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Four international titles to look out for in June

Love, Africa
Jeffrey Gettleman

A seasoned war correspondent, Jeffrey Gettleman has covered every major conflict over the past twenty years, from Afghanistan to Iraq to the Congo.

For the past decade, he has served as the East Africa Bureau Chief for the New York Times, fulfilling his teenage dream of living in Africa. Love, Africa is the story of how he got there – and of his difficult, winding towards becoming a good reporter and a better man.

At nineteen, Gettleman fell in love, twice. On a community service trip in college, he went to Africa – a terrifying, exciting, dreamlike continent in the throes of change that imprinted itself on his imagination and heart. One day, he vowed, he would return there, to stay. But around the same time he also fell in love with Courtenay, a fellow Cornell student – the brightest, fiercest, kindest woman he’d ever met.

Courtenay became a lawyer in America, and all Gettleman wanted was to be with her. But he also hungered to be in Africa. For the next decade he would waver between these two abiding passions.

Finally, after a great deal of growing up, he learned to be honest with himself about what he wanted – a realization that ultimately fulfilled both of his deepest desires.

A beautifully rendered coming-of-age story in the tradition of Barbarian Days, Love, Africa is a tale of passion, professional rivalries, tortuous long-distance relationships, marital strife, forgiveness, parenthood, and happiness that explores the power of finding yourself in the most unexpected of places.

Skulduggery Pleasant: Resurrection
Derek Landy

The skeleton detective is coming back to life… again! It’s the tenth, triumphant novel in the Skulduggery Pleasant series, and it will rearrange your world.

Skulduggery and Valkyrie are back in the tenth instalment in the bestselling Skulduggery Pleasant series – an incredible and unexpected treat for the legions of fans around the world.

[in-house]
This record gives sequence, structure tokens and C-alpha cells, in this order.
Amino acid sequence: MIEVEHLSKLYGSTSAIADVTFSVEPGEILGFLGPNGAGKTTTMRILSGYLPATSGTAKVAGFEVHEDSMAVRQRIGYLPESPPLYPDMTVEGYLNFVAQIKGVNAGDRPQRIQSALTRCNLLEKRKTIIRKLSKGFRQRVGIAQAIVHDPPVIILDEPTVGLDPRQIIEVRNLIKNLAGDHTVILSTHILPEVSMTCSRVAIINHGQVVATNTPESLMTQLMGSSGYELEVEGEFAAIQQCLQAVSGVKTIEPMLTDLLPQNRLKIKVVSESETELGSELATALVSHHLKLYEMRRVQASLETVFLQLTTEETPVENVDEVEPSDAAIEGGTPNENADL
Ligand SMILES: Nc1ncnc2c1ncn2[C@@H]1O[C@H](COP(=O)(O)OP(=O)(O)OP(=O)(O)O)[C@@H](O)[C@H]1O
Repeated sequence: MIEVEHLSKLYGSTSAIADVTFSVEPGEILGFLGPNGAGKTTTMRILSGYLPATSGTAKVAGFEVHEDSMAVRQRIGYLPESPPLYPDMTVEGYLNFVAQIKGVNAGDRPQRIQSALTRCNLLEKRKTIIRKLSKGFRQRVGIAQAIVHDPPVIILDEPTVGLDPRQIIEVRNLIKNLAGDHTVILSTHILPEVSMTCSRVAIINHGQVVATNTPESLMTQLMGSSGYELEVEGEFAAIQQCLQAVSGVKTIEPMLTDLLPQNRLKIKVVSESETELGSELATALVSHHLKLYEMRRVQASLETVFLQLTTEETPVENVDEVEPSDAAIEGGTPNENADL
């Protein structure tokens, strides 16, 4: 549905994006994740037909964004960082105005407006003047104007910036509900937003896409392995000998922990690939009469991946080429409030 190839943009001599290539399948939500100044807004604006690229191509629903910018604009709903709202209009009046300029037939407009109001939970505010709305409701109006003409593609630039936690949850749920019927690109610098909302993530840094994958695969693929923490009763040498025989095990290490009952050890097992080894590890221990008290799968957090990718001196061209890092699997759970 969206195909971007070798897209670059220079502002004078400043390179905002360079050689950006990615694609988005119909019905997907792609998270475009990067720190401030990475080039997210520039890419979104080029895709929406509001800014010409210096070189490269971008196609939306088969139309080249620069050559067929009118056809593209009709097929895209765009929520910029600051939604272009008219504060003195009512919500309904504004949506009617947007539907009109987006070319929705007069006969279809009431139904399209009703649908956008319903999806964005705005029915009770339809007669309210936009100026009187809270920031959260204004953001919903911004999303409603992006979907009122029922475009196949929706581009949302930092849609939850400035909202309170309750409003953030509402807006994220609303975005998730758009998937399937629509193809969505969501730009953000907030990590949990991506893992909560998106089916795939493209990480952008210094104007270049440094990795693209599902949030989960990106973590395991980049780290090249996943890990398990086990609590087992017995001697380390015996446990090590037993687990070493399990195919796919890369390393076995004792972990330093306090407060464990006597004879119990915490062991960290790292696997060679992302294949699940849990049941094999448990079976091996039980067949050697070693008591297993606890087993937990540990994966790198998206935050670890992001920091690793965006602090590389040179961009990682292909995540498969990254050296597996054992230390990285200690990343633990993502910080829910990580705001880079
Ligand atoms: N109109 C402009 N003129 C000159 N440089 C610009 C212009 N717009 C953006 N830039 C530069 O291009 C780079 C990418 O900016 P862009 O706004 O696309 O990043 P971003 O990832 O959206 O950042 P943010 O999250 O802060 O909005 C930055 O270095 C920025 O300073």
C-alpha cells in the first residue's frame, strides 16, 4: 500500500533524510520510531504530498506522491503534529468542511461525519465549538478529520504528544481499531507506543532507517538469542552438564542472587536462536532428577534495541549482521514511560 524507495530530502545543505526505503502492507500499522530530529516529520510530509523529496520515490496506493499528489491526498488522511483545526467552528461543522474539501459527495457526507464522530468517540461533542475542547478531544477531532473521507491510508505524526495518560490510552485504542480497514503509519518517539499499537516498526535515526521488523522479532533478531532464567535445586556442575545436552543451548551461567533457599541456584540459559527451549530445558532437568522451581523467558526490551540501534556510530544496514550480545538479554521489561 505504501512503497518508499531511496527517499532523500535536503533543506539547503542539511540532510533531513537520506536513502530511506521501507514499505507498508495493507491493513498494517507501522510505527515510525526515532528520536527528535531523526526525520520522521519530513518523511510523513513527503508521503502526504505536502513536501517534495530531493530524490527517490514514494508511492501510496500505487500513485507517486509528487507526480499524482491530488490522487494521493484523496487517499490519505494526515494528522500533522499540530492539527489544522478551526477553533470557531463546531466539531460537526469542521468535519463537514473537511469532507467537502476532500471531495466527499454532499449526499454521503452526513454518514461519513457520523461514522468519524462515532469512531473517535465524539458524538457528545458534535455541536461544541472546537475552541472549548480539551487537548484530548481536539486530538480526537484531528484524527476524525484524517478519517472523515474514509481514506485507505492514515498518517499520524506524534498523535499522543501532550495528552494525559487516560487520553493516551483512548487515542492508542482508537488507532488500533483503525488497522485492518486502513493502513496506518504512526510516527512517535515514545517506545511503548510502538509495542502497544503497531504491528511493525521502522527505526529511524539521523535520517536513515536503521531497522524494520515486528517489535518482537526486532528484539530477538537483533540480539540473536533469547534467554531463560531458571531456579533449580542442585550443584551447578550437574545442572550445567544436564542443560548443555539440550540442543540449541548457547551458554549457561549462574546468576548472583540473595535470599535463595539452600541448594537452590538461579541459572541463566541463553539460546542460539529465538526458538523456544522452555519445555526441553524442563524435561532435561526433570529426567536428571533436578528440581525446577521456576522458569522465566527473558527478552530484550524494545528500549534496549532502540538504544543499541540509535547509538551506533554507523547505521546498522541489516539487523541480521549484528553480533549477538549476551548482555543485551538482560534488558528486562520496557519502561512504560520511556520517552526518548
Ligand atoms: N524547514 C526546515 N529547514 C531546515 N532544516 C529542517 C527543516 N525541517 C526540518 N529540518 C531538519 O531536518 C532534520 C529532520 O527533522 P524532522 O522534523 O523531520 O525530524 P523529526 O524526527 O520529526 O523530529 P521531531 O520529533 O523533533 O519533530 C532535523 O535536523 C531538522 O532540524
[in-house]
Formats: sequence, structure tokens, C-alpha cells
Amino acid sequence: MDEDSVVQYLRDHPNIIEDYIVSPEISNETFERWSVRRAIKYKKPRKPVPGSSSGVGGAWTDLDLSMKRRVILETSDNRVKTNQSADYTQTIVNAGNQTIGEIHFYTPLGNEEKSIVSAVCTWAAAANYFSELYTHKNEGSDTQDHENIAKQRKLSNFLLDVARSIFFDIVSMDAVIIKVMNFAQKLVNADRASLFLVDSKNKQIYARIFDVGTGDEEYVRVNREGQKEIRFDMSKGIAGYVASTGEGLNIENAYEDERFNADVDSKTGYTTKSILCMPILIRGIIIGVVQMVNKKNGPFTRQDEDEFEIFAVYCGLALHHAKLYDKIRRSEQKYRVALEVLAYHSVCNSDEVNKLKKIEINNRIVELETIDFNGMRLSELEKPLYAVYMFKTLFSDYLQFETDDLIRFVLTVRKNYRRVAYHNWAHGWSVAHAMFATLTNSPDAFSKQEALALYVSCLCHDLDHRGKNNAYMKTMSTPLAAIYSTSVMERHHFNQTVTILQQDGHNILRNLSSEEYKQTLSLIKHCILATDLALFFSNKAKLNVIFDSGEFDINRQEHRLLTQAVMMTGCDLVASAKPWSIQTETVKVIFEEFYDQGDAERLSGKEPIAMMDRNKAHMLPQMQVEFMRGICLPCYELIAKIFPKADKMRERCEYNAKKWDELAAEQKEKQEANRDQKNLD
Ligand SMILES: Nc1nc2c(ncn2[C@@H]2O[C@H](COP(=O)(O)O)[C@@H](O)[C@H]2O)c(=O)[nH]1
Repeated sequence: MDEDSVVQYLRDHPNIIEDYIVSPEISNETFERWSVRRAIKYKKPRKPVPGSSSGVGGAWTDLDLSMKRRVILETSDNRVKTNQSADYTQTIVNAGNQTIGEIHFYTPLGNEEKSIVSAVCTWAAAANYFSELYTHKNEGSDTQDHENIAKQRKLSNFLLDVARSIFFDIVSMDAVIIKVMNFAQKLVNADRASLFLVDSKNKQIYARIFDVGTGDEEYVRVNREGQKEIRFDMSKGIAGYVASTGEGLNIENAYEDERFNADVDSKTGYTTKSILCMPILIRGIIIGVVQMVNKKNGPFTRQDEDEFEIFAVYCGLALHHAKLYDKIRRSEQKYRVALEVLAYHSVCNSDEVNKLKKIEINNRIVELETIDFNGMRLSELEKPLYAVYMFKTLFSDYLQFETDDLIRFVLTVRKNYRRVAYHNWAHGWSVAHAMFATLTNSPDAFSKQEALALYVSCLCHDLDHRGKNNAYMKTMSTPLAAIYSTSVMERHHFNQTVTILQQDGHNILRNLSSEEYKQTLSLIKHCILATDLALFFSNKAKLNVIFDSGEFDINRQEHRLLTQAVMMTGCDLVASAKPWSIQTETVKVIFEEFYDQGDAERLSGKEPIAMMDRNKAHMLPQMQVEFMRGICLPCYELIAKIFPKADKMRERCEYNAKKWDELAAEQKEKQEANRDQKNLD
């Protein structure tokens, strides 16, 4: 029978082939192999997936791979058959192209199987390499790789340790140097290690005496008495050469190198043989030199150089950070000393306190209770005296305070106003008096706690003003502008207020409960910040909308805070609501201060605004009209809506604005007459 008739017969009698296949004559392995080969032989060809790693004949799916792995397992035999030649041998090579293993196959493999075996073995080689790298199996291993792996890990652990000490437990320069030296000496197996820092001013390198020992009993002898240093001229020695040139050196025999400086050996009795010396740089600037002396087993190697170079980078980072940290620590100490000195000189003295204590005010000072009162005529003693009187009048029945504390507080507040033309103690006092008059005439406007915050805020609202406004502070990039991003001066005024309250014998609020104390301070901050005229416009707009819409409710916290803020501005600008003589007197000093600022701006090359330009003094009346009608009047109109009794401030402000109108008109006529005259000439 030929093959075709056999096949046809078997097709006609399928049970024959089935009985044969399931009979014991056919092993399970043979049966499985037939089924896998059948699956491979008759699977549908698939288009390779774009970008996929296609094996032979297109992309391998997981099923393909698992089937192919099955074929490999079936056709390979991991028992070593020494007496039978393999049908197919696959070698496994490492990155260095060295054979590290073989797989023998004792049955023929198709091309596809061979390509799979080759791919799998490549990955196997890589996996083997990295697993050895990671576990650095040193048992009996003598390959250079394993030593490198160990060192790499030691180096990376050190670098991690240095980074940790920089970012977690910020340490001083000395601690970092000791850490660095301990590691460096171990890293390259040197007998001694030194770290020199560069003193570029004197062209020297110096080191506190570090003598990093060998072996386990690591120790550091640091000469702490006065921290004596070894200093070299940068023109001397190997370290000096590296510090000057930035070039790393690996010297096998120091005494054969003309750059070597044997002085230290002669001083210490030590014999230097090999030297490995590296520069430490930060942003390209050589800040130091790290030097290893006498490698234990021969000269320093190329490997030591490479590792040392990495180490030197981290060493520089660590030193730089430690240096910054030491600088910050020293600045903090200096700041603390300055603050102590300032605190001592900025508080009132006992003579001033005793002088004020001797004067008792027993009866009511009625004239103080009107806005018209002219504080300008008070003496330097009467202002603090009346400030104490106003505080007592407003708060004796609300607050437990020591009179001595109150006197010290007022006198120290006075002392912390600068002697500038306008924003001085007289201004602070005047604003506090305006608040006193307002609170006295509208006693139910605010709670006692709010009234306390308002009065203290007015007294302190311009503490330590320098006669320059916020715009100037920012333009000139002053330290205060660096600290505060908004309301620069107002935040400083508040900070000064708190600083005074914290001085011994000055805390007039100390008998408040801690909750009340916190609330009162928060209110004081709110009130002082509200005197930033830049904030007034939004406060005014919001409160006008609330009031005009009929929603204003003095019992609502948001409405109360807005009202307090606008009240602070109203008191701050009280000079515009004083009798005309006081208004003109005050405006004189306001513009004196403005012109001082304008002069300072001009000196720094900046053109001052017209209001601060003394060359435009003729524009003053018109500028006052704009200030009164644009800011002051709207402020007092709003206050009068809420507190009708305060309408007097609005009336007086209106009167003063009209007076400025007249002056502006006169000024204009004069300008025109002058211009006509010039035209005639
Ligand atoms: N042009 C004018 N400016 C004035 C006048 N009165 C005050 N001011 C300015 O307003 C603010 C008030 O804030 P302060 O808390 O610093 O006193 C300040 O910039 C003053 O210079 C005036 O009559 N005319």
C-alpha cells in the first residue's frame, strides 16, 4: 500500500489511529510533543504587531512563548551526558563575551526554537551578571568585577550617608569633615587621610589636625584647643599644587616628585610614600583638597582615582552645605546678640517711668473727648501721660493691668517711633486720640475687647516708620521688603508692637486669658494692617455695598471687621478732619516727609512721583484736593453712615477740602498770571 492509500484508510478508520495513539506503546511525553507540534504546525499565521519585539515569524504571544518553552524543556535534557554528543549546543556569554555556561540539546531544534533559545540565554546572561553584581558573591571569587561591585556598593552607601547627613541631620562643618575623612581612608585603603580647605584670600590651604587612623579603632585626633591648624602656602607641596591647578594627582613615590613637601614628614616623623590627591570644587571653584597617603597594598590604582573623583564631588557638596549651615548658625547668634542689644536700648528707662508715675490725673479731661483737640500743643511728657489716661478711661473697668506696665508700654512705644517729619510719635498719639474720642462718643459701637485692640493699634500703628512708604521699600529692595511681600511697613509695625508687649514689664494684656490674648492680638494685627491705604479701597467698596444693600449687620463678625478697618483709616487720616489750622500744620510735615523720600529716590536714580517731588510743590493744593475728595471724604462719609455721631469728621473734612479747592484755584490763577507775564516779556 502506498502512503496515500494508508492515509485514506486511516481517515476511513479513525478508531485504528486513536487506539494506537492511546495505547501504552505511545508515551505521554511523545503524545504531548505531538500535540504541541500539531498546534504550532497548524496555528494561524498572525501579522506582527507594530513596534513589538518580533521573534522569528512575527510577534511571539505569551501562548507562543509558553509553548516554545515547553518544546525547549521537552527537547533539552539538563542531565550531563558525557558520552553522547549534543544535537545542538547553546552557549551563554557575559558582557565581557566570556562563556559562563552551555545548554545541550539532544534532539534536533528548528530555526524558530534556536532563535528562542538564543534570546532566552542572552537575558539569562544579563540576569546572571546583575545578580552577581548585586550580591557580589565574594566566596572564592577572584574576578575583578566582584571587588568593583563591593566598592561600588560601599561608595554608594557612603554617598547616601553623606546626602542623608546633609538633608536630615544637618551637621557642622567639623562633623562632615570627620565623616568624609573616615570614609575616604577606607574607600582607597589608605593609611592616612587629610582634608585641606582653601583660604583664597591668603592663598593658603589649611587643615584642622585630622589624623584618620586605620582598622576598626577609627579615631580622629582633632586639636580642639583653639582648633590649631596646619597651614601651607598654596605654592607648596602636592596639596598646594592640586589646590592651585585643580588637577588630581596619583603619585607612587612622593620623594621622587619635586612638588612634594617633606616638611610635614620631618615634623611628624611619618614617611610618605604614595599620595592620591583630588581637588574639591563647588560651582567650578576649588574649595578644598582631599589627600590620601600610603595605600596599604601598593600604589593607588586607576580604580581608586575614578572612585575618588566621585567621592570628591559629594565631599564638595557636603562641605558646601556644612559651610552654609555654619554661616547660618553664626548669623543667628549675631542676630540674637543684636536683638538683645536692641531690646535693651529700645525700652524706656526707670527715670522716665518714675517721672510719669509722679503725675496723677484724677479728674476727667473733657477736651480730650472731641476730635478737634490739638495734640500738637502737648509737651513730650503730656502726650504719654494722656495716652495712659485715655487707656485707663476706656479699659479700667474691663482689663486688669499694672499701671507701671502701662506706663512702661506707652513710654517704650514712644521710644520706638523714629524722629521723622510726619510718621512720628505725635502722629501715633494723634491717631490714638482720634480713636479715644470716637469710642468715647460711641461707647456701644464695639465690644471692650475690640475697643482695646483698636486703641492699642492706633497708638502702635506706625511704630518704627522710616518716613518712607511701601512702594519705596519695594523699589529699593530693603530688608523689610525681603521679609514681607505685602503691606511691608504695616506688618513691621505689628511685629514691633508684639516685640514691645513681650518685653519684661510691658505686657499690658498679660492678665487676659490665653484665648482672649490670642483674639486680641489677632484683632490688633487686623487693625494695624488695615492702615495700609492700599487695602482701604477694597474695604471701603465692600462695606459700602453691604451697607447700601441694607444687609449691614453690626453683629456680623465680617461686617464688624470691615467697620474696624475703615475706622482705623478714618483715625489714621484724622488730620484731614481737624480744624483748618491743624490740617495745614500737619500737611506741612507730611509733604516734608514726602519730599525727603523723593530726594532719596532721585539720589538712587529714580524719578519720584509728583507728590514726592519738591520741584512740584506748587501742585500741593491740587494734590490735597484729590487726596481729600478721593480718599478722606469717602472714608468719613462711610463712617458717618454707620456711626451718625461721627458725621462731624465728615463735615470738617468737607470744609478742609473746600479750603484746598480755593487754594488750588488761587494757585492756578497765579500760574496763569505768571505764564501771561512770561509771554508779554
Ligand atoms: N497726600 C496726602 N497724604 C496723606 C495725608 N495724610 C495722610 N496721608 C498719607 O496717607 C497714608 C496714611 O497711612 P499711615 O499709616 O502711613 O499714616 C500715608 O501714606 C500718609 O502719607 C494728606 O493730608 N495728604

We can’t say much but we can say this: Skulduggery and Valkyrie are going to team up with beloved characters from the first nine books as well as an all-new cast, including new teen co-star Omen Darkly, for an adventure that takes the story to truly global proportions … while answering questions that go right back to the beginning.

And Derek says this: “I was halfway through Last Stand of Dead Men, I think, when I realised that I had more stories to tell. I told myself that if Skulduggery and Valkyrie survived the series, I would leave the option open of returning to their world. There were still secrets I need to reveal, after all, and there were still horrors they had to face. They survived the first series. But they’re really going to wish they hadn’t.”

The Light We Lost
Jill Santopolo

11th September 2001. Lucy and Gabe meet at Columbia University on a day that will change their lives – and the world – forever. And as the city burns behind them, they kiss for the very first time.

Over the next thirteen years they are torn apart, then brought back together, time and time again. It’s a journey of dreams, of desires, of jealousy, of forgiveness – and above all, love.

And as Lucy is faced with a decision she thought she’d never have to make, she wonders whether their love is a matter of destiny, or chance. What if they should have been living a different life all along?

Me Before You meets One Day in this passionate debut novel, The Light We Lost, an epic love story about the heartrending decision that one woman must make…

Now translated into 28 languages.

All By Myself, Alone
Mary Higgins Clark

Fleeing a disastrous and humiliating arrest of her husband-to-be on the eve of their wedding, Celia Kilbride, a gems and jewellery expert, hopes to escape from public attention by lecturing on a brand-new cruise ship – the Queen Charlotte.

On board she meets eighty-six-year-old Lady Emily Haywood, “Lady Em,” as she is known throughout the world. Immensely wealthy, Lady Em is the owner of a priceless emerald necklace that she intends to leave to the Smithsonian after the cruise.

Three days out to sea Lady Em is found dead – and the necklace is missing.

The list of suspects is large and growing. Celia sets out to find the killer, not realizing that she has put herself in mortal danger before the ship reaches its final destination…